Bill Beazley summarized by saying, “this class continued the high level of competence we achieved in the first class. Not only are they proven pipe designers but they stand ready to bring into the field their long experience in other industries. They should all do well on their next piping assignment.”

Macomb College uses instructional videos recorded by William Beazley and Marketed by the Society of Piping Engineers and Designers (www.spedweb.com).


IAI Trains Automotive Designers to be Piping Designers

IAI is completing it first class for Automotive Designers who wish to become Piping Designers. Funded by the State of Michigan the designers are retraining for other industries, including piping design. The first class is 17 industrial designers as piping designers. All will test for SPED PPD Level I.

“It is a little appreciated fact that the center of the automotive engineering world is Detroit, Michigan. Says Bill Beazley, IAI President and Class Instructor. “ What is also little appreciated is that much of this engineering talent has been laid off, with little hope of working again in the Auto industry.” One expert estimated the there are three to five thousand unemployed engineers and designers in the Detroit area.
“These folks are hungry, eager to change careers and are accustomed to lower wages.

And they can be trained. Adds Beazley, “make no mistake about their level of ability: This group of designers represented the most interesting combination of experience, maturity and capability I have seen yet.”

The experienced designers have easily mastered the typical training applications of fabrication planning, spool takeoff, control valve station layout, and pump suction/discharge piping. Beazley said, “their questions, however, showed an application focus and a disciplined methodology often seen in highly experienced designers. They were hungry to learn, came early and stayed late. They show the intensity typical of someone escaping from a dead end to a promising future.”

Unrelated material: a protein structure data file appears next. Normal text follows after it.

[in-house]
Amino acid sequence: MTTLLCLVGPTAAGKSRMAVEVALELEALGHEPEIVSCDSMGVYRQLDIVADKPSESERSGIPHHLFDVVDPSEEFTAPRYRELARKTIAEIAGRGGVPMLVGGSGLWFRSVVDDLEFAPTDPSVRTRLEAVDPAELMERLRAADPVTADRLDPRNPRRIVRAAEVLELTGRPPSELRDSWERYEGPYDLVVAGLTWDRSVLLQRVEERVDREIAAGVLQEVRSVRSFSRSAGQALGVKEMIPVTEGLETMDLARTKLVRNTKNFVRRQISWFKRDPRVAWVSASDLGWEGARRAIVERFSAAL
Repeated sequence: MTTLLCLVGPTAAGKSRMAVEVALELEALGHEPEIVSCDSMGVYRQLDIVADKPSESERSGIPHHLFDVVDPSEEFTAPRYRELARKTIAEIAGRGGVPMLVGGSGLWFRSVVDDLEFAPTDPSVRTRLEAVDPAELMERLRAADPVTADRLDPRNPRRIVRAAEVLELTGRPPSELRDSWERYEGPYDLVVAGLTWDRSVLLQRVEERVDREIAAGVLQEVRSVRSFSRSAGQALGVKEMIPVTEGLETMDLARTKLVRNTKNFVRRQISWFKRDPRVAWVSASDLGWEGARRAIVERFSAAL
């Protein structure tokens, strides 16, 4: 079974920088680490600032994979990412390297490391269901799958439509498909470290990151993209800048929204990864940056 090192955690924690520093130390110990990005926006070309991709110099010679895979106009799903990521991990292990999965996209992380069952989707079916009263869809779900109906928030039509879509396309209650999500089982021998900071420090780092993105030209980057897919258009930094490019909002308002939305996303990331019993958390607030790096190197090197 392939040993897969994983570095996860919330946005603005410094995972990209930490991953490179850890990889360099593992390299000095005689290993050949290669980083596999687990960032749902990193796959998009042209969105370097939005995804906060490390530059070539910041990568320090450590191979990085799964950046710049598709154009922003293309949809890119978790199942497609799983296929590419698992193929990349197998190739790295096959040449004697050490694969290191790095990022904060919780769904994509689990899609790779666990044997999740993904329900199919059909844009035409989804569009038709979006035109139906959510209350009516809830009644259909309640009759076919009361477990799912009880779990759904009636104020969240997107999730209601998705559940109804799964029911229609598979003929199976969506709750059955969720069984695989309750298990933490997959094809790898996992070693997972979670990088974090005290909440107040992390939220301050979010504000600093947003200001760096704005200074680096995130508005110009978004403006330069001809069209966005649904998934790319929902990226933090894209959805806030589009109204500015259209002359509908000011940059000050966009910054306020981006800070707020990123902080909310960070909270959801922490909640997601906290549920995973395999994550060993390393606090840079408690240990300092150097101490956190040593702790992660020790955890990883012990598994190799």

What’s more, the designers bring developed skills from automotive design that clearly apply in piping design. They have been working in confined spaces routing tubing and cables, placing components and checking for interference. They have designed jigs and tooling that increases fabrication and assembly efficiency. Some have planned parts flow, staging and movement into place just as pipers have to plan logistics and construction. The frequently have to practice modular design and coordinate their interfaces with others. They understand documentation and paperwork. They are used to tight schedules (18 month programs) and know how to meet deadlines.

Michigan has also funded their PDS training provided directly by Intergraph. They can explain and defend all of their drawings and designs.

These are serious folks who want to work. Today they might work in Houston, California or South Carolina. Tomorrow, when there are hundreds or thousands trained, they might attract EPC companies to Michigan. As one piping manager said about his company, “they like to locate offices where there are lots of low cost resources.” Why go overseas when there are better prepared folks right here at reasonable rates?

For more information, contact:

William G Beazley, PhD


Information Assets, Inc.
9211 West Rd.
Suite 143-191
Houston, TX 77064